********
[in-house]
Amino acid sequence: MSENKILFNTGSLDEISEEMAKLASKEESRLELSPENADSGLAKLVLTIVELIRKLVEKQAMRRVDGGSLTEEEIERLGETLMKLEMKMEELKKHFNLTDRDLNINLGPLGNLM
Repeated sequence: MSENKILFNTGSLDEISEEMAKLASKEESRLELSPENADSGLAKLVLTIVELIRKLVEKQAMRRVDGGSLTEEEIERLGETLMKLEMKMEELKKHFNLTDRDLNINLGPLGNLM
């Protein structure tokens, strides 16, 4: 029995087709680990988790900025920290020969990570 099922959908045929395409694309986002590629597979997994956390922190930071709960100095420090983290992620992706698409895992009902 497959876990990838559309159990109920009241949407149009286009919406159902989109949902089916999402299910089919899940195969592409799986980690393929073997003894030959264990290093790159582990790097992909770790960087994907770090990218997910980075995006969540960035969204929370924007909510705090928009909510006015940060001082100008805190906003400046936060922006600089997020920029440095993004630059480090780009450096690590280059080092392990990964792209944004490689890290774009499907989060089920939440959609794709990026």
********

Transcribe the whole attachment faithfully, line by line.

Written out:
[in-house]
Amino acid sequence: MSENKILFNTGSLDEISEEMAKLASKEESRLELSPENADSGLAKLVLTIVELIRKLVEKQAMRRVDGGSLTEEEIERLGETLMKLEMKMEELKKHFNLTDRDLNINLGPLGNLM
Repeated sequence: MSENKILFNTGSLDEISEEMAKLASKEESRLELSPENADSGLAKLVLTIVELIRKLVEKQAMRRVDGGSLTEEEIERLGETLMKLEMKMEELKKHFNLTDRDLNINLGPLGNLM
């Protein structure tokens, strides 16, 4: 029995087709680990988790900025920290020969990570 099922959908045929395409694309986002590629597979997994956390922190930071709960100095420090983290992620992706698409895992009902 497959876990990838559309159990109920009241949407149009286009919406159902989109949902089916999402299910089919899940195969592409799986980690393929073997003894030959264990290093790159582990790097992909770790960087994907770090990218997910980075995006969540960035969204929370924007909510705090928009909510006015940060001082100008805190906003400046936060922006600089997020920029440095993004630059480090780009450096690590280059080092392990990964792209944004490689890290774009499907989060089920939440959609794709990026």